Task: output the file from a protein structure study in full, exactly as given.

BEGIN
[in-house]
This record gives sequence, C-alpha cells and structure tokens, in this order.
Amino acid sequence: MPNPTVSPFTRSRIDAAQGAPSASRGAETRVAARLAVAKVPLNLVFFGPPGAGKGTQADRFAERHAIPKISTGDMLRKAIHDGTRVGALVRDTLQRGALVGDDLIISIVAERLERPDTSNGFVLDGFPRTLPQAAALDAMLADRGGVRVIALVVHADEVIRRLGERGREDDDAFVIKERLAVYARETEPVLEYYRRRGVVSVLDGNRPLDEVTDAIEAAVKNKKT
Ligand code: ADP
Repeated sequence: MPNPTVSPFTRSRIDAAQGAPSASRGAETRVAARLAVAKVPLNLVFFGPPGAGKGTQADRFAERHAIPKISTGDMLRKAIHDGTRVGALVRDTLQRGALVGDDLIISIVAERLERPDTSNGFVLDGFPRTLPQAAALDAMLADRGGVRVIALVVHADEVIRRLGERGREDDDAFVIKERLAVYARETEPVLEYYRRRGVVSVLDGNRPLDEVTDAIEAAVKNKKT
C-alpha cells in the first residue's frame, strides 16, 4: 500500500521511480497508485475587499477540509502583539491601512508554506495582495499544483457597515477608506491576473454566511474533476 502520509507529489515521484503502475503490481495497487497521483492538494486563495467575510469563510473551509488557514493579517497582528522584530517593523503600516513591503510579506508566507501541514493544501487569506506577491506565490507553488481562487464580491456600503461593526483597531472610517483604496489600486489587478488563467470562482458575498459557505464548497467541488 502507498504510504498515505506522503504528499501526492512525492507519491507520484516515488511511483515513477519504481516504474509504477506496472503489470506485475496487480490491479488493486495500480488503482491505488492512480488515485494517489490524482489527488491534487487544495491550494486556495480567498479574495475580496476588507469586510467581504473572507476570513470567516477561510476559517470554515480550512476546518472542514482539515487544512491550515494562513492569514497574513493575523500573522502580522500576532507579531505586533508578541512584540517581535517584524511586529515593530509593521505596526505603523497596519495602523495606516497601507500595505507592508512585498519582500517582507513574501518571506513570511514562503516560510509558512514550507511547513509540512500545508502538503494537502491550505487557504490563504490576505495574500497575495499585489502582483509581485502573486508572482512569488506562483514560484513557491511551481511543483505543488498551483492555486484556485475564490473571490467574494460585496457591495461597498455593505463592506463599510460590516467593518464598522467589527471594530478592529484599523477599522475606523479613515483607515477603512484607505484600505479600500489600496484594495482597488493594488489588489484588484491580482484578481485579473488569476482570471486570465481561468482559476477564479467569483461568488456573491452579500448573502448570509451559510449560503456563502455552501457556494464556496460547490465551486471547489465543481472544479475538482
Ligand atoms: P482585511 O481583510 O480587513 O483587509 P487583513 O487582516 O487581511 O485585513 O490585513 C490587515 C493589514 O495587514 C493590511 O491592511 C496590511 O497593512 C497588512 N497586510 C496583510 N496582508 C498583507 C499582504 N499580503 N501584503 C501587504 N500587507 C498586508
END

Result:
[in-house]
This record gives sequence, C-alpha cells and structure tokens, in this order.
Amino acid sequence: MPNPTVSPFTRSRIDAAQGAPSASRGAETRVAARLAVAKVPLNLVFFGPPGAGKGTQADRFAERHAIPKISTGDMLRKAIHDGTRVGALVRDTLQRGALVGDDLIISIVAERLERPDTSNGFVLDGFPRTLPQAAALDAMLADRGGVRVIALVVHADEVIRRLGERGREDDDAFVIKERLAVYARETEPVLEYYRRRGVVSVLDGNRPLDEVTDAIEAAVKNKKT
Ligand code: ADP
Repeated sequence: MPNPTVSPFTRSRIDAAQGAPSASRGAETRVAARLAVAKVPLNLVFFGPPGAGKGTQADRFAERHAIPKISTGDMLRKAIHDGTRVGALVRDTLQRGALVGDDLIISIVAERLERPDTSNGFVLDGFPRTLPQAAALDAMLADRGGVRVIALVVHADEVIRRLGERGREDDDAFVIKERLAVYARETEPVLEYYRRRGVVSVLDGNRPLDEVTDAIEAAVKNKKT
C-alpha cells in the first residue's frame, strides 16, 4: 500500500521511480497508485475587499477540509502583539491601512508554506495582495499544483457597515477608506491576473454566511474533476 502520509507529489515521484503502475503490481495497487497521483492538494486563495467575510469563510473551509488557514493579517497582528522584530517593523503600516513591503510579506508566507501541514493544501487569506506577491506565490507553488481562487464580491456600503461593526483597531472610517483604496489600486489587478488563467470562482458575498459557505464548497467541488 502507498504510504498515505506522503504528499501526492512525492507519491507520484516515488511511483515513477519504481516504474509504477506496472503489470506485475496487480490491479488493486495500480488503482491505488492512480488515485494517489490524482489527488491534487487544495491550494486556495480567498479574495475580496476588507469586510467581504473572507476570513470567516477561510476559517470554515480550512476546518472542514482539515487544512491550515494562513492569514497574513493575523500573522502580522500576532507579531505586533508578541512584540517581535517584524511586529515593530509593521505596526505603523497596519495602523495606516497601507500595505507592508512585498519582500517582507513574501518571506513570511514562503516560510509558512514550507511547513509540512500545508502538503494537502491550505487557504490563504490576505495574500497575495499585489502582483509581485502573486508572482512569488506562483514560484513557491511551481511543483505543488498551483492555486484556485475564490473571490467574494460585496457591495461597498455593505463592506463599510460590516467593518464598522467589527471594530478592529484599523477599522475606523479613515483607515477603512484607505484600505479600500489600496484594495482597488493594488489588489484588484491580482484578481485579473488569476482570471486570465481561468482559476477564479467569483461568488456573491452579500448573502448570509451559510449560503456563502455552501457556494464556496460547490465551486471547489465543481472544479475538482
Ligand atoms: P482585511 O481583510 O480587513 O483587509 P487583513 O487582516 O487581511 O485585513 O490585513 C490587515 C493589514 O495587514 C493590511 O491592511 C496590511 O497593512 C497588512 N497586510 C496583510 N496582508 C498583507 C499582504 N499580503 N501584503 C501587504 N500587507 C498586508